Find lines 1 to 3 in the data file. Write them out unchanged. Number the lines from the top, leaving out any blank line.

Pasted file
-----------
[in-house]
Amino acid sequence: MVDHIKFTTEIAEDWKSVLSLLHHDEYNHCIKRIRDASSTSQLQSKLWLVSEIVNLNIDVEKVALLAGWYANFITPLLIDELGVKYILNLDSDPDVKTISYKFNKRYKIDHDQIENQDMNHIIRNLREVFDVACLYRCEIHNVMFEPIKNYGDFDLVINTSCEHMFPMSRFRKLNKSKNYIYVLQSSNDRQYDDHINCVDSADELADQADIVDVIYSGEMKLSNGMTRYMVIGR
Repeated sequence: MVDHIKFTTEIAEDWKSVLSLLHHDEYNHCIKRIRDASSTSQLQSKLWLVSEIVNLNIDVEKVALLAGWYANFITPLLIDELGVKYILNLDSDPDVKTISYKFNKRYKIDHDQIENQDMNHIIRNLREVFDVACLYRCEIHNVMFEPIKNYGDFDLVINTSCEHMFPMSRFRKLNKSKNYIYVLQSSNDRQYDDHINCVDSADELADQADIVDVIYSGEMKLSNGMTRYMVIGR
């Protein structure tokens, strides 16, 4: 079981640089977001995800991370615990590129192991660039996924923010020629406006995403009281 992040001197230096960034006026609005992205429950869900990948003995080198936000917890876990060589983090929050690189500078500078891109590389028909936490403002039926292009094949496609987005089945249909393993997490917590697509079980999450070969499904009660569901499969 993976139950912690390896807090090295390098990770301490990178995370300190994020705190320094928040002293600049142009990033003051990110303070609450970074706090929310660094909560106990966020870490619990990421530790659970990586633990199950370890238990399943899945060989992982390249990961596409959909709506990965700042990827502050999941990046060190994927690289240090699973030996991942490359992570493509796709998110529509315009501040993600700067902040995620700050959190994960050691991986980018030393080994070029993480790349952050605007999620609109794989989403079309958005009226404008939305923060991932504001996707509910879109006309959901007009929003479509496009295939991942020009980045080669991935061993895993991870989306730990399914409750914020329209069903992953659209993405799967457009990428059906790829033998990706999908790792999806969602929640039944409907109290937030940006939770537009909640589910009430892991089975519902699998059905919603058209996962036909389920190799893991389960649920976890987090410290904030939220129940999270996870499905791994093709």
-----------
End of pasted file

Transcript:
[in-house]
Amino acid sequence: MVDHIKFTTEIAEDWKSVLSLLHHDEYNHCIKRIRDASSTSQLQSKLWLVSEIVNLNIDVEKVALLAGWYANFITPLLIDELGVKYILNLDSDPDVKTISYKFNKRYKIDHDQIENQDMNHIIRNLREVFDVACLYRCEIHNVMFEPIKNYGDFDLVINTSCEHMFPMSRFRKLNKSKNYIYVLQSSNDRQYDDHINCVDSADELADQADIVDVIYSGEMKLSNGMTRYMVIGR
Repeated sequence: MVDHIKFTTEIAEDWKSVLSLLHHDEYNHCIKRIRDASSTSQLQSKLWLVSEIVNLNIDVEKVALLAGWYANFITPLLIDELGVKYILNLDSDPDVKTISYKFNKRYKIDHDQIENQDMNHIIRNLREVFDVACLYRCEIHNVMFEPIKNYGDFDLVINTSCEHMFPMSRFRKLNKSKNYIYVLQSSNDRQYDDHINCVDSADELADQADIVDVIYSGEMKLSNGMTRYMVIGR